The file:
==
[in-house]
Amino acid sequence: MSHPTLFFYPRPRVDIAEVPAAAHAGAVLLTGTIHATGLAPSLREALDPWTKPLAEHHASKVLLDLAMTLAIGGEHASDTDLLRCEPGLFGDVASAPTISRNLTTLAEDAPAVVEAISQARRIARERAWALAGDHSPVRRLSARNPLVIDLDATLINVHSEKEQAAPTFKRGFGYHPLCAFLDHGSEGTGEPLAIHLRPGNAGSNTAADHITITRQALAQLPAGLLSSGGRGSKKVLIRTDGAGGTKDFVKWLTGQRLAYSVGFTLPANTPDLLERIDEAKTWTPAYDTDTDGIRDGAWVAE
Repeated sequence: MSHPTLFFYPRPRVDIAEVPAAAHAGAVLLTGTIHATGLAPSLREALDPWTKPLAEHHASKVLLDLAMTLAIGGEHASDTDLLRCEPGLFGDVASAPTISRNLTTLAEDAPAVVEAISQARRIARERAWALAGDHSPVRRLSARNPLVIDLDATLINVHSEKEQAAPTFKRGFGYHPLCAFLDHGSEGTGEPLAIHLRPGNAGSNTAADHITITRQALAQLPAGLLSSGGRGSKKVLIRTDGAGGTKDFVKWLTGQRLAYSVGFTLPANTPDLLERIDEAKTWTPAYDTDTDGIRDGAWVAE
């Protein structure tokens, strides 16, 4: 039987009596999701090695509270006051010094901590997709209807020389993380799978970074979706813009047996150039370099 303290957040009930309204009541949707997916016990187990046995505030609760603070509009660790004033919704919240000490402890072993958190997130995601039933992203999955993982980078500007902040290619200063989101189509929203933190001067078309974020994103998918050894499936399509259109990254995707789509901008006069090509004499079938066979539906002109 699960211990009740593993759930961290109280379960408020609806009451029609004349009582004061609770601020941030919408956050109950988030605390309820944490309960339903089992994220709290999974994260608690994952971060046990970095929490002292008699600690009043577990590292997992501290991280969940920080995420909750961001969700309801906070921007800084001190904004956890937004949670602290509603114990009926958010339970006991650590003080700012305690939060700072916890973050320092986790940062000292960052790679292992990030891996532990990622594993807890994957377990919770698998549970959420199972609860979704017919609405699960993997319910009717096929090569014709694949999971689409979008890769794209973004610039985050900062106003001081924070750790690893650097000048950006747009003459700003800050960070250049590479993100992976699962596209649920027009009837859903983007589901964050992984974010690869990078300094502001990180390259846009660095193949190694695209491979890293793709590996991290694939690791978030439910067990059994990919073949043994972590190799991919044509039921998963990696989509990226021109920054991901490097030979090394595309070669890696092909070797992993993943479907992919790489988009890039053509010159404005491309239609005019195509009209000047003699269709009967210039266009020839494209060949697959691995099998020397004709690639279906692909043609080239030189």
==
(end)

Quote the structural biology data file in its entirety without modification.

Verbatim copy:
[in-house]
Amino acid sequence: MSHPTLFFYPRPRVDIAEVPAAAHAGAVLLTGTIHATGLAPSLREALDPWTKPLAEHHASKVLLDLAMTLAIGGEHASDTDLLRCEPGLFGDVASAPTISRNLTTLAEDAPAVVEAISQARRIARERAWALAGDHSPVRRLSARNPLVIDLDATLINVHSEKEQAAPTFKRGFGYHPLCAFLDHGSEGTGEPLAIHLRPGNAGSNTAADHITITRQALAQLPAGLLSSGGRGSKKVLIRTDGAGGTKDFVKWLTGQRLAYSVGFTLPANTPDLLERIDEAKTWTPAYDTDTDGIRDGAWVAE
Repeated sequence: MSHPTLFFYPRPRVDIAEVPAAAHAGAVLLTGTIHATGLAPSLREALDPWTKPLAEHHASKVLLDLAMTLAIGGEHASDTDLLRCEPGLFGDVASAPTISRNLTTLAEDAPAVVEAISQARRIARERAWALAGDHSPVRRLSARNPLVIDLDATLINVHSEKEQAAPTFKRGFGYHPLCAFLDHGSEGTGEPLAIHLRPGNAGSNTAADHITITRQALAQLPAGLLSSGGRGSKKVLIRTDGAGGTKDFVKWLTGQRLAYSVGFTLPANTPDLLERIDEAKTWTPAYDTDTDGIRDGAWVAE
């Protein structure tokens, strides 16, 4: 039987009596999701090695509270006051010094901590997709209807020389993380799978970074979706813009047996150039370099 303290957040009930309204009541949707997916016990187990046995505030609760603070509009660790004033919704919240000490402890072993958190997130995601039933992203999955993982980078500007902040290619200063989101189509929203933190001067078309974020994103998918050894499936399509259109990254995707789509901008006069090509004499079938066979539906002109 699960211990009740593993759930961290109280379960408020609806009451029609004349009582004061609770601020941030919408956050109950988030605390309820944490309960339903089992994220709290999974994260608690994952971060046990970095929490002292008699600690009043577990590292997992501290991280969940920080995420909750961001969700309801906070921007800084001190904004956890937004949670602290509603114990009926958010339970006991650590003080700012305690939060700072916890973050320092986790940062000292960052790679292992990030891996532990990622594993807890994957377990919770698998549970959420199972609860979704017919609405699960993997319910009717096929090569014709694949999971689409979008890769794209973004610039985050900062106003001081924070750790690893650097000048950006747009003459700003800050960070250049590479993100992976699962596209649920027009009837859903983007589901964050992984974010690869990078300094502001990180390259846009660095193949190694695209491979890293793709590996991290694939690791978030439910067990059994990919073949043994972590190799991919044509039921998963990696989509990226021109920054991901490097030979090394595309070669890696092909070797992993993943479907992919790489988009890039053509010159404005491309239609005019195509009209000047003699269709009967210039266009020839494209060949697959691995099998020397004709690639279906692909043609080239030189």